For part one of this article, click here.
Are we robbing the Lord when we make excuses like, "I don't have enough time to prioritize spending time praying and talking to God or reading His Word"? We must look honestly at what takes up our time. Are television and entertainment worthy of greater honor than God?
What about our finances? We're always saying we don't have enough when it comes to giving to the things of God. There's always an excuse, but I learned a long time ago when I was in the fitness business and the business world, people will always afford what they really want.
If we're really honest with ourselves (and there's something about being honest that attracts God's presence), we tend to prioritize those things we really want. And oftentimes, the things of God are put at the bottom of the list. I've heard people say, "Well, I can't afford this, and I can't afford that, or I can't do this, and I can't do that."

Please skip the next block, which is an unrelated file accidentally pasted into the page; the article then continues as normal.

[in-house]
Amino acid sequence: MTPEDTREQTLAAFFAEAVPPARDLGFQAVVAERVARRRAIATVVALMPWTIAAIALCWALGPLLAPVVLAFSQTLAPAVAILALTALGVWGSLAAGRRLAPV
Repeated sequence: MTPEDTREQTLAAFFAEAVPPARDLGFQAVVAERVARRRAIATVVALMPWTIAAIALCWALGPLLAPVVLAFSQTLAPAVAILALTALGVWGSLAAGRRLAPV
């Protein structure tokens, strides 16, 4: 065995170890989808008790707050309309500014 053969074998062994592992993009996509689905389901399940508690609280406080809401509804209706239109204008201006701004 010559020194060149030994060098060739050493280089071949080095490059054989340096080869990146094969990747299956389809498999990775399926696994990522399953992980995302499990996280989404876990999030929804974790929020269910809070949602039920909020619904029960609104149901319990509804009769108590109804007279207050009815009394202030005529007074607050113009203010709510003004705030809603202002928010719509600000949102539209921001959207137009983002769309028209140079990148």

But when it comes down to something they really want, they always find a way to buy that favorite clothing item, to buy that newest electronic component or to afford that special trip. However, when it comes to prioritizing the purpose of God and seeking first the kingdom of God and His righteousness, we tend to give that a lower priority.
Remember, the Word says very clearly "Seek ye first"; in other words, prioritize first the things of God. So often we rob God of our time, talent, resources and giftings yet we expect the best from God in return. If we're offering God the equivalent of lame, blind and blemished sacrifices by withholding our talents, our devotion and resources from God, then we are robbing Him of what is rightfully His, and exchanging His blessing for a curse.